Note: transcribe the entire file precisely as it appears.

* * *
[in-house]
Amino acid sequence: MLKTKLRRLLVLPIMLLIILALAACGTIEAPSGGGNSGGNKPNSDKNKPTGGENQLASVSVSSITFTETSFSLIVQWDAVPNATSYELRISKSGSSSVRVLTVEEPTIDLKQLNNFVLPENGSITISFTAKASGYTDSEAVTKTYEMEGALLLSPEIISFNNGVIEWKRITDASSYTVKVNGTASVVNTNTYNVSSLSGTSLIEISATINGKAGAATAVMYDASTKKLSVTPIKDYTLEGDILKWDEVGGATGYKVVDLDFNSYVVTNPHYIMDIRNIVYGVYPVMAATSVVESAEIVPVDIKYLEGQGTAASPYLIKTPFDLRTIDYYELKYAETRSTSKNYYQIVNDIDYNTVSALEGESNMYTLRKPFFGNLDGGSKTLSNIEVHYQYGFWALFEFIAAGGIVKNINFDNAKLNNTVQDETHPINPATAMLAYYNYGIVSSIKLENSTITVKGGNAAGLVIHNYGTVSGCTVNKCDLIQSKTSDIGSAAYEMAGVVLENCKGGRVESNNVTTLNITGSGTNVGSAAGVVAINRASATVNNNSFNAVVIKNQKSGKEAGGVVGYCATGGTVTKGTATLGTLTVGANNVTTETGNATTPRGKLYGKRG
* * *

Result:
[in-house]
Amino acid sequence: MLKTKLRRLLVLPIMLLIILALAACGTIEAPSGGGNSGGNKPNSDKNKPTGGENQLASVSVSSITFTETSFSLIVQWDAVPNATSYELRISKSGSSSVRVLTVEEPTIDLKQLNNFVLPENGSITISFTAKASGYTDSEAVTKTYEMEGALLLSPEIISFNNGVIEWKRITDASSYTVKVNGTASVVNTNTYNVSSLSGTSLIEISATINGKAGAATAVMYDASTKKLSVTPIKDYTLEGDILKWDEVGGATGYKVVDLDFNSYVVTNPHYIMDIRNIVYGVYPVMAATSVVESAEIVPVDIKYLEGQGTAASPYLIKTPFDLRTIDYYELKYAETRSTSKNYYQIVNDIDYNTVSALEGESNMYTLRKPFFGNLDGGSKTLSNIEVHYQYGFWALFEFIAAGGIVKNINFDNAKLNNTVQDETHPINPATAMLAYYNYGIVSSIKLENSTITVKGGNAAGLVIHNYGTVSGCTVNKCDLIQSKTSDIGSAAYEMAGVVLENCKGGRVESNNVTTLNITGSGTNVGSAAGVVAINRASATVNNNSFNAVVIKNQKSGKEAGGVVGYCATGGTVTKGTATLGTLTVGANNVTTETGNATTPRGKLYGKRG